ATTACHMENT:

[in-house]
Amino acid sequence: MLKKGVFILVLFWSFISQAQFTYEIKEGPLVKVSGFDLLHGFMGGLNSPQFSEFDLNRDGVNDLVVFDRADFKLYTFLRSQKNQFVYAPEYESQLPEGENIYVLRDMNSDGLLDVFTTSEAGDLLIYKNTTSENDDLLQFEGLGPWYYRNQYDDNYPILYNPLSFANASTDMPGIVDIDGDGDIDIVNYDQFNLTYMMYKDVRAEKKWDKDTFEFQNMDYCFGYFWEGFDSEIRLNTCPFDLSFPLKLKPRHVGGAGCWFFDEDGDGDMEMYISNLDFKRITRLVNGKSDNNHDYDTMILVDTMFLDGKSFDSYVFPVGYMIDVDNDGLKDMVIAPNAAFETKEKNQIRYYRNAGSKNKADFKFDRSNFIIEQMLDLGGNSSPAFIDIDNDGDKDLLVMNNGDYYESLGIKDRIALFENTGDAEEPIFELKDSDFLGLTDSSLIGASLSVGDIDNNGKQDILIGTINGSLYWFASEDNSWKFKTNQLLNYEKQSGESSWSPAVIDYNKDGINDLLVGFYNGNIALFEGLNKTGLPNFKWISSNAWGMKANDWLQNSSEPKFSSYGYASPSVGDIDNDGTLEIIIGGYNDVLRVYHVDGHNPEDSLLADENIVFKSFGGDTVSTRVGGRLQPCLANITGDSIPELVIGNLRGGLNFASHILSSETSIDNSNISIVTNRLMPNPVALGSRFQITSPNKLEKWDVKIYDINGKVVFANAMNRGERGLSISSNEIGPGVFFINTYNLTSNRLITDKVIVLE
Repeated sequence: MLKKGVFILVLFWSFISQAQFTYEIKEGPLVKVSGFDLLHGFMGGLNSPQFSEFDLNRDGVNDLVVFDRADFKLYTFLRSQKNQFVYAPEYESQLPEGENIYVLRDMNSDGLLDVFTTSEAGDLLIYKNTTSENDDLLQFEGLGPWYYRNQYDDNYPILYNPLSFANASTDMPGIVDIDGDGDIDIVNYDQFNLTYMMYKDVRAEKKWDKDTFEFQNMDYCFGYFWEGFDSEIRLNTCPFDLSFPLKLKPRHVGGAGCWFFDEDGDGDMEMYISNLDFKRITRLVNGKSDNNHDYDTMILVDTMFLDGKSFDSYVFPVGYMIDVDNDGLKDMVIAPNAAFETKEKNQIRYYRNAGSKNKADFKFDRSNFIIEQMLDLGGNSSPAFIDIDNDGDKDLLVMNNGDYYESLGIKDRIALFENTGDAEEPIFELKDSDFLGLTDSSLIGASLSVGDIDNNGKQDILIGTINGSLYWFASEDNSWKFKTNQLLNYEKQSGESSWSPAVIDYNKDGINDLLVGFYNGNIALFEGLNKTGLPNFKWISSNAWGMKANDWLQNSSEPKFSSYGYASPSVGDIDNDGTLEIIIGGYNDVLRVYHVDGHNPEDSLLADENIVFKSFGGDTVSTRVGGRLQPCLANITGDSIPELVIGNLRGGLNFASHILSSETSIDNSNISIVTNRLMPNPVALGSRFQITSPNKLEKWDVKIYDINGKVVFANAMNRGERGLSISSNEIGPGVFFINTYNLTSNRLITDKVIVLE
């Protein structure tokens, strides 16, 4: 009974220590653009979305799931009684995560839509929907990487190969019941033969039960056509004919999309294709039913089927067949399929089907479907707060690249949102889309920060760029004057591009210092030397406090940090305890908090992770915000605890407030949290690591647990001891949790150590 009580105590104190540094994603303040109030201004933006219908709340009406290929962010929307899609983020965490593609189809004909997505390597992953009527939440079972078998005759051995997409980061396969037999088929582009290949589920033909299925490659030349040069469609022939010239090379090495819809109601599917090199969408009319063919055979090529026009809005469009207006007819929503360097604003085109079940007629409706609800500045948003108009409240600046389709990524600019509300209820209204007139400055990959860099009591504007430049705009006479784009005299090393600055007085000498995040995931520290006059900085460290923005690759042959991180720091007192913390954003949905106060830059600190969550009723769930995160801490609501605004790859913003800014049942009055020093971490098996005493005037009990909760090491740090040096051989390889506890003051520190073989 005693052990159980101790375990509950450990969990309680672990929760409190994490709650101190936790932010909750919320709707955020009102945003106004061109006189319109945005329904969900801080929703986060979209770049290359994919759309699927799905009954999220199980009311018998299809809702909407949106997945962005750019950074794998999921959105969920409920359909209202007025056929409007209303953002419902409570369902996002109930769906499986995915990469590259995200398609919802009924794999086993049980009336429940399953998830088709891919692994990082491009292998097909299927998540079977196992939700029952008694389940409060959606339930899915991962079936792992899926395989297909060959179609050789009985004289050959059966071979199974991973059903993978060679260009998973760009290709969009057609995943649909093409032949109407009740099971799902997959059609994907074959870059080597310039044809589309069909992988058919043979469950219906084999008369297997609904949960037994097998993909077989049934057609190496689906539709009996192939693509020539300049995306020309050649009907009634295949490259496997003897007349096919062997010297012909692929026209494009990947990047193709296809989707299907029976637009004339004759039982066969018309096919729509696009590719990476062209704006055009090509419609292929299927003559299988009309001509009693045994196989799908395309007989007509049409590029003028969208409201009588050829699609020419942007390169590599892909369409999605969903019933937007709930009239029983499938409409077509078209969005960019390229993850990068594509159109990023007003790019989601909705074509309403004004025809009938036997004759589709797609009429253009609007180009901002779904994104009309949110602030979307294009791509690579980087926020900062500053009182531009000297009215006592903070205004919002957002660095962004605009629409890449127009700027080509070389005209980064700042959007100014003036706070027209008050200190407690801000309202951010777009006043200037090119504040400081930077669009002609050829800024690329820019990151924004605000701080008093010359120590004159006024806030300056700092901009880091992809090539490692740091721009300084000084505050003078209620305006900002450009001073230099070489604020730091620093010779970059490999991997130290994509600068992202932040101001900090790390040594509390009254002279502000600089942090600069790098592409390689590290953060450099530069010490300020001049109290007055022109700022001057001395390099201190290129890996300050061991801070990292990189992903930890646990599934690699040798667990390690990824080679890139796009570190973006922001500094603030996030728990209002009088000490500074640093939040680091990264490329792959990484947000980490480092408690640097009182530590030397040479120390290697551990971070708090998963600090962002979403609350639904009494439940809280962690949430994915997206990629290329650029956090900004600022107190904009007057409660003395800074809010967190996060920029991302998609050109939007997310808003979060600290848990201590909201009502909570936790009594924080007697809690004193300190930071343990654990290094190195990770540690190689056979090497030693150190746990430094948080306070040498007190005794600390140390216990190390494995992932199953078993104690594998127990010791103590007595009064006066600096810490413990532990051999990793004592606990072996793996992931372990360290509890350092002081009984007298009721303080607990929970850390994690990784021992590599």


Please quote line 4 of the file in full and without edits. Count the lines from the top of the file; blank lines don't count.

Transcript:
């Protein structure tokens, strides 16, 4: 009974220590653009979305799931009684995560839509929907990487190969019941033969039960056509004919999309294709039913089927067949399929089907479907707060690249949102889309920060760029004057591009210092030397406090940090305890908090992770915000605890407030949290690591647990001891949790150590 009580105590104190540094994603303040109030201004933006219908709340009406290929962010929307899609983020965490593609189809004909997505390597992953009527939440079972078998005759051995997409980061396969037999088929582009290949589920033909299925490659030349040069469609022939010239090379090495819809109601599917090199969408009319063919055979090529026009809005469009207006007819929503360097604003085109079940007629409706609800500045948003108009409240600046389709990524600019509300209820209204007139400055990959860099009591504007430049705009006479784009005299090393600055007085000498995040995931520290006059900085460290923005690759042959991180720091007192913390954003949905106060830059600190969550009723769930995160801490609501605004790859913003800014049942009055020093971490098996005493005037009990909760090491740090040096051989390889506890003051520190073989 005693052990159980101790375990509950450990969990309680672990929760409190994490709650101190936790932010909750919320709707955020009102945003106004061109006189319109945005329904969900801080929703986060979209770049290359994919759309699927799905009954999220199980009311018998299809809702909407949106997945962005750019950074794998999921959105969920409920359909209202007025056929409007209303953002419902409570369902996002109930769906499986995915990469590259995200398609919802009924794999086993049980009336429940399953998830088709891919692994990082491009292998097909299927998540079977196992939700029952008694389940409060959606339930899915991962079936792992899926395989297909060959179609050789009985004289050959059966071979199974991973059903993978060679260009998973760009290709969009057609995943649909093409032949109407009740099971799902997959059609994907074959870059080597310039044809589309069909992988058919043979469950219906084999008369297997609904949960037994097998993909077989049934057609190496689906539709009996192939693509020539300049995306020309050649009907009634295949490259496997003897007349096919062997010297012909692929026209494009990947990047193709296809989707299907029976637009004339004759039982066969018309096919729509696009590719990476062209704006055009090509419609292929299927003559299988009309001509009693045994196989799908395309007989007509049409590029003028969208409201009588050829699609020419942007390169590599892909369409999605969903019933937007709930009239029983499938409409077509078209969005960019390229993850990068594509159109990023007003790019989601909705074509309403004004025809009938036997004759589709797609009429253009609007180009901002779904994104009309949110602030979307294009791509690579980087926020900062500053009182531009000297009215006592903070205004919002957002660095962004605009629409890449127009700027080509070389005209980064700042959007100014003036706070027209008050200190407690801000309202951010777009006043200037090119504040400081930077669009002609050829800024690329820019990151924004605000701080008093010359120590004159006024806030300056700092901009880091992809090539490692740091721009300084000084505050003078209620305006900002450009001073230099070489604020730091620093010779970059490999991997130290994509600068992202932040101001900090790390040594509390009254002279502000600089942090600069790098592409390689590290953060450099530069010490300020001049109290007055022109700022001057001395390099201190290129890996300050061991801070990292990189992903930890646990599934690699040798667990390690990824080679890139796009570190973006922001500094603030996030728990209002009088000490500074640093939040680091990264490329792959990484947000980490480092408690640097009182530590030397040479120390290697551990971070708090998963600090962002979403609350639904009494439940809280962690949430994915997206990629290329650029956090900004600022107190904009007057409660003395800074809010967190996060920029991302998609050109939007997310808003979060600290848990201590909201009502909570936790009594924080007697809690004193300190930071343990654990290094190195990770540690190689056979090497030693150190746990430094948080306070040498007190005794600390140390216990190390494995992932199953078993104690594998127990010791103590007595009064006066600096810490413990532990051999990793004592606990072996793996992931372990360290509890350092002081009984007298009721303080607990929970850390994690990784021992590599």